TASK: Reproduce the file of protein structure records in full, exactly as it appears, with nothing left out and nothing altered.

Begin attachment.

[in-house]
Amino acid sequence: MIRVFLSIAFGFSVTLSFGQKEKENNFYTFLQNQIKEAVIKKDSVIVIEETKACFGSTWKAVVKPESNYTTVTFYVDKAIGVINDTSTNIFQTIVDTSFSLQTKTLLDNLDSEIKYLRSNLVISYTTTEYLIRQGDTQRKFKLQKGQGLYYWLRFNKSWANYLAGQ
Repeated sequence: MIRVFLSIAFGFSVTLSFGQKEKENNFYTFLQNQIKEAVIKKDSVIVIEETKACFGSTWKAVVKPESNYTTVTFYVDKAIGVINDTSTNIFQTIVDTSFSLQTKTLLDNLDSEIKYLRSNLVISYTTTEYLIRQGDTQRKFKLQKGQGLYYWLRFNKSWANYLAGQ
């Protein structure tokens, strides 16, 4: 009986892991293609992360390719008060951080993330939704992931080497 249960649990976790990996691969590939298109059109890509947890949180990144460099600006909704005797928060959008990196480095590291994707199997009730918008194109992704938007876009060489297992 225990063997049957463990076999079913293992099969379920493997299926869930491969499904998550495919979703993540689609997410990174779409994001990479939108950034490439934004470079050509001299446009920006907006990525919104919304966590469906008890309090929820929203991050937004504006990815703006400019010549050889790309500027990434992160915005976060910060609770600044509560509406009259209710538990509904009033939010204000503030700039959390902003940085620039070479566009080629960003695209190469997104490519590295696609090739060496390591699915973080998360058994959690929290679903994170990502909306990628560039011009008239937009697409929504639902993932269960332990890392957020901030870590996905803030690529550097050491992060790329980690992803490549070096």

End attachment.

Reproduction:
[in-house]
Amino acid sequence: MIRVFLSIAFGFSVTLSFGQKEKENNFYTFLQNQIKEAVIKKDSVIVIEETKACFGSTWKAVVKPESNYTTVTFYVDKAIGVINDTSTNIFQTIVDTSFSLQTKTLLDNLDSEIKYLRSNLVISYTTTEYLIRQGDTQRKFKLQKGQGLYYWLRFNKSWANYLAGQ
Repeated sequence: MIRVFLSIAFGFSVTLSFGQKEKENNFYTFLQNQIKEAVIKKDSVIVIEETKACFGSTWKAVVKPESNYTTVTFYVDKAIGVINDTSTNIFQTIVDTSFSLQTKTLLDNLDSEIKYLRSNLVISYTTTEYLIRQGDTQRKFKLQKGQGLYYWLRFNKSWANYLAGQ
């Protein structure tokens, strides 16, 4: 009986892991293609992360390719008060951080993330939704992931080497 249960649990976790990996691969590939298109059109890509947890949180990144460099600006909704005797928060959008990196480095590291994707199997009730918008194109992704938007876009060489297992 225990063997049957463990076999079913293992099969379920493997299926869930491969499904998550495919979703993540689609997410990174779409994001990479939108950034490439934004470079050509001299446009920006907006990525919104919304966590469906008890309090929820929203991050937004504006990815703006400019010549050889790309500027990434992160915005976060910060609770600044509560509406009259209710538990509904009033939010204000503030700039959390902003940085620039070479566009080629960003695209190469997104490519590295696609090739060496390591699915973080998360058994959690929290679903994170990502909306990628560039011009008239937009697409929504639902993932269960332990890392957020901030870590996905803030690529550097050491992060790329980690992803490549070096």